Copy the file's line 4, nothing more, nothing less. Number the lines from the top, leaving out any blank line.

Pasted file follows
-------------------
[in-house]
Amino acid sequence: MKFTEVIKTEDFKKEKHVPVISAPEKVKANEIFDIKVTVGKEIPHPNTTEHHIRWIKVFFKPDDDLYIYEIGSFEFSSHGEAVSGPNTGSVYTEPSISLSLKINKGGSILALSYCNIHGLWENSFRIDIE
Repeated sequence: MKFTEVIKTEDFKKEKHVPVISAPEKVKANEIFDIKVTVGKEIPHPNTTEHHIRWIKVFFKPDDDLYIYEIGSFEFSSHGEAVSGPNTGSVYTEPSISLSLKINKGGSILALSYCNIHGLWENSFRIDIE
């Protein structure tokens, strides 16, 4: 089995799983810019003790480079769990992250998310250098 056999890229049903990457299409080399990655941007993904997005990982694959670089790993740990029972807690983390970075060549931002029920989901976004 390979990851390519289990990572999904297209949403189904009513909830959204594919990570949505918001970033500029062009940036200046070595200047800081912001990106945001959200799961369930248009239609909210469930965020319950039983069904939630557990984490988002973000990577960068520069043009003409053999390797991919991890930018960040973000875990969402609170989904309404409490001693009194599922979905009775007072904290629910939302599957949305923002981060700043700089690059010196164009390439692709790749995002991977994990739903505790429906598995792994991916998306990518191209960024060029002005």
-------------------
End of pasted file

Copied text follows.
């Protein structure tokens, strides 16, 4: 089995799983810019003790480079769990992250998310250098 056999890229049903990457299409080399990655941007993904997005990982694959670089790993740990029972807690983390970075060549931002029920989901976004 390979990851390519289990990572999904297209949403189904009513909830959204594919990570949505918001970033500029062009940036200046070595200047800081912001990106945001959200799961369930248009239609909210469930965020319950039983069904939630557990984490988002973000990577960068520069043009003409053999390797991919991890930018960040973000875990969402609170989904309404409490001693009194599922979905009775007072904290629910939302599957949305923002981060700043700089690059010196164009390439692709790749995002991977994990739903505790429906598995792994991916998306990518191209960024060029002005």